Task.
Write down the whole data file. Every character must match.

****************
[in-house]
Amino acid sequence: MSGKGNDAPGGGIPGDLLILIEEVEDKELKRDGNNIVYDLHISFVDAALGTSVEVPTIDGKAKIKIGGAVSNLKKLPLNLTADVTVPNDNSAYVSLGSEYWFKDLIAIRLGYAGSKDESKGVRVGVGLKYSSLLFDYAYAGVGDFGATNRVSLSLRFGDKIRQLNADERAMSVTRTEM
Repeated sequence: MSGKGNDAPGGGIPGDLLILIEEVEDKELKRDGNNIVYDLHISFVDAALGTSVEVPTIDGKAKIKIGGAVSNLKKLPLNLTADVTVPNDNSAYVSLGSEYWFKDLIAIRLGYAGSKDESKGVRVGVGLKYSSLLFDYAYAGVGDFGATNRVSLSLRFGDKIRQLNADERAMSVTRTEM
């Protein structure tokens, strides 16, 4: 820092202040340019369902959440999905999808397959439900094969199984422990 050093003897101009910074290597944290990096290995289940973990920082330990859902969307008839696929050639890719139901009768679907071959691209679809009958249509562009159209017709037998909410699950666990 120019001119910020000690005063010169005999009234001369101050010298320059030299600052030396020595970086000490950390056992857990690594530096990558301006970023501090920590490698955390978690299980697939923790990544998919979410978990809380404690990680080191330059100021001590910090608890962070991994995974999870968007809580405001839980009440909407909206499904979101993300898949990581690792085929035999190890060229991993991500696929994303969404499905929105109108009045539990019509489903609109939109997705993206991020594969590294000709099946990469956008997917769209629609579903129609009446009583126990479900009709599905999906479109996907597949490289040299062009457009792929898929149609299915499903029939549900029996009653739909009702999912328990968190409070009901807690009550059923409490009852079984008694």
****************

[in-house]
Amino acid sequence: MSGKGNDAPGGGIPGDLLILIEEVEDKELKRDGNNIVYDLHISFVDAALGTSVEVPTIDGKAKIKIGGAVSNLKKLPLNLTADVTVPNDNSAYVSLGSEYWFKDLIAIRLGYAGSKDESKGVRVGVGLKYSSLLFDYAYAGVGDFGATNRVSLSLRFGDKIRQLNADERAMSVTRTEM
Repeated sequence: MSGKGNDAPGGGIPGDLLILIEEVEDKELKRDGNNIVYDLHISFVDAALGTSVEVPTIDGKAKIKIGGAVSNLKKLPLNLTADVTVPNDNSAYVSLGSEYWFKDLIAIRLGYAGSKDESKGVRVGVGLKYSSLLFDYAYAGVGDFGATNRVSLSLRFGDKIRQLNADERAMSVTRTEM
């Protein structure tokens, strides 16, 4: 820092202040340019369902959440999905999808397959439900094969199984422990 050093003897101009910074290597944290990096290995289940973990920082330990859902969307008839696929050639890719139901009768679907071959691209679809009958249509562009159209017709037998909410699950666990 120019001119910020000690005063010169005999009234001369101050010298320059030299600052030396020595970086000490950390056992857990690594530096990558301006970023501090920590490698955390978690299980697939923790990544998919979410978990809380404690990680080191330059100021001590910090608890962070991994995974999870968007809580405001839980009440909407909206499904979101993300898949990581690792085929035999190890060229991993991500696929994303969404499905929105109108009045539990019509489903609109939109997705993206991020594969590294000709099946990469956008997917769209629609579903129609009446009583126990479900009709599905999906479109996907597949490289040299062009457009792929898929149609299915499903029939549900029996009653739909009702999912328990968190409070009901807690009550059923409490009852079984008694």